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Essential guide for marketing to Multi Academy Trusts

    Today's education market presents some excellent prospects for both small and large businesses providing high quality products and services to multi-academy trusts.

    One of the most essential questions underpinning your marketing strategy is who is the ultimate decision maker and how and by whom can they be influenced. 

    More Than Words Marketing is an experienced marketing agency with decades of experience in marketing to schools, Academies and Multi Academy Trusts. 

    Multi Academy Trusts

    This guide offers our best advice for using your list of Multi Academy Trusts to connect with and convert decision-makers in the education sector.

    Which audience should you be targeting with your marketing? Multi-Academy Trusts (MATs) or individual Academies? Which methods do you use to communicate with them? And what approach is the most effective?

    Find out below.

    How does a Multi Academy Trust work?

    Multi Academy Trusts (MATs) are multi-school organisations that are intended to raise and sustain high educational standards across many schools through effective collaboration. A MAT is formed when two or more schools work together.

    MATs are responsible for each school's performance, but each school still has its own board, which is assigned by the local authority as agreed with the Trust.

    What has been the impact of Academies on the education marketplace?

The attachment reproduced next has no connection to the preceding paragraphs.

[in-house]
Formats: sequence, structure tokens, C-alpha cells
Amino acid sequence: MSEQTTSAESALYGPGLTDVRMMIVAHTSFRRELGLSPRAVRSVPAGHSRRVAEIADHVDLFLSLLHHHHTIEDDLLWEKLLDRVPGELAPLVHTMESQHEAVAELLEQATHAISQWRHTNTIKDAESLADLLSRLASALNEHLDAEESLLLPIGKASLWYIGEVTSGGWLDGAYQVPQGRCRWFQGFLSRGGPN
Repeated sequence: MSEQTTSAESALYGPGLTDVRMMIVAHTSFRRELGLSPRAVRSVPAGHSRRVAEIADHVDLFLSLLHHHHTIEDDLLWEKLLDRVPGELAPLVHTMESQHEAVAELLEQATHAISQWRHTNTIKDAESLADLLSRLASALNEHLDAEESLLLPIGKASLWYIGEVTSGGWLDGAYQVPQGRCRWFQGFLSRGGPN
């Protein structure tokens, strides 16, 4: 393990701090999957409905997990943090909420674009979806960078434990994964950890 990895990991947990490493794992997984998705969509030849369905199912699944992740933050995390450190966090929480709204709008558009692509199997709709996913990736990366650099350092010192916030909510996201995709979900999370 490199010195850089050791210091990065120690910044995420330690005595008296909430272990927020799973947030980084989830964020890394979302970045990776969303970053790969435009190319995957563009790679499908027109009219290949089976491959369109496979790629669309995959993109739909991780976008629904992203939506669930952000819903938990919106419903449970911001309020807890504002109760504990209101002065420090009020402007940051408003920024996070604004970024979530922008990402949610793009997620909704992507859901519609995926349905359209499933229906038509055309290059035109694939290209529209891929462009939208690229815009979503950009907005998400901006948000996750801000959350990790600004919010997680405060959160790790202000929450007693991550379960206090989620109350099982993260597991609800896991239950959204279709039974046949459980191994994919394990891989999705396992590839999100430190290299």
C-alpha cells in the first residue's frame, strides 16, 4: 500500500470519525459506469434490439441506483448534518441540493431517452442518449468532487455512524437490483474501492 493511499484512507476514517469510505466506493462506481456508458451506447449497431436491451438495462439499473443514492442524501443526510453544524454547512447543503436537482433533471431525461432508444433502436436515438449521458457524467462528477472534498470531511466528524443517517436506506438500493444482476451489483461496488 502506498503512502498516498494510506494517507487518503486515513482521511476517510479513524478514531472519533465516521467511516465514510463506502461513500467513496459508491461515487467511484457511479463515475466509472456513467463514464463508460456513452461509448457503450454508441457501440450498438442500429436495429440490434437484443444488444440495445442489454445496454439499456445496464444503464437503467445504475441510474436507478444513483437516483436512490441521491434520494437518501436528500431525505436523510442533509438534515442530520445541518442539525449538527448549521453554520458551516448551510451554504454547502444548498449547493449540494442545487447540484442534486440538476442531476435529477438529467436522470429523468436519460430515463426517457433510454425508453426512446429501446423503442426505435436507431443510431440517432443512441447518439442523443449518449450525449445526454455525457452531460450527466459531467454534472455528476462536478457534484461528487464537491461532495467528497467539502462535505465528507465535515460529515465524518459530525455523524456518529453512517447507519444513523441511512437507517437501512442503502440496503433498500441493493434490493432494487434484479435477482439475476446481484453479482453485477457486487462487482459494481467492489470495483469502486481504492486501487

Local authorities used to control purchasing decisions for schools - from large expenses such as buildings and maintenance to everyday necessities like stationary. 

    Schools provided limited opportunities for businesses, especially SMEs, since the market was dominated by a small number of large companies.

    Academies were first established in the early 00's and revolutionised the market, as independent, open-enrolment, state-funded schools, who were able to make their own purchasing decisions.

    It is estimated that 1,170 multi-academy trusts (MATs) operate in England, each managing two or more schools. Furthermore, by 2030 all schools will be academies, thereby making the supply market more accessible for businesses of all sizes.

    In what ways do MAT's and Academies' purchasing processes differ?

    Apart from the obvious benefits that MATs can achieve through economies of scale (examples below), a critical difference is the level of procurement knowledge and experience held by their decision-makers.

    Many schools struggle with getting the best value for their purchases because educators and staff lack the buying expertise. Decisions at the MAT level, however, are usually made by people with prior procurement and tendering experience.

    Academies and MATs both fall under the category of 'contracting authorities', which is basically any government, local government, and NHS funded institution. 

    Since most of an academy's funding comes from the Education Funding Agency (FEFA), it's crucial they consider Public Contracts Regulations whenever they make a purchase, and use the tendering process when a purchase goes above a certain amount.

    Broadly, these apply when the following thresholds are reached:

    for most products and services - £172,514;

    facilities and social services (including catering) - £625,050; and

    for construction work  - £4,322,012.

    At MAT level, it is more likely that contracts will go to tender, the process of which is fully explained here.

    Economies of scale in MATs

    An agreement can be negotiated at Trust level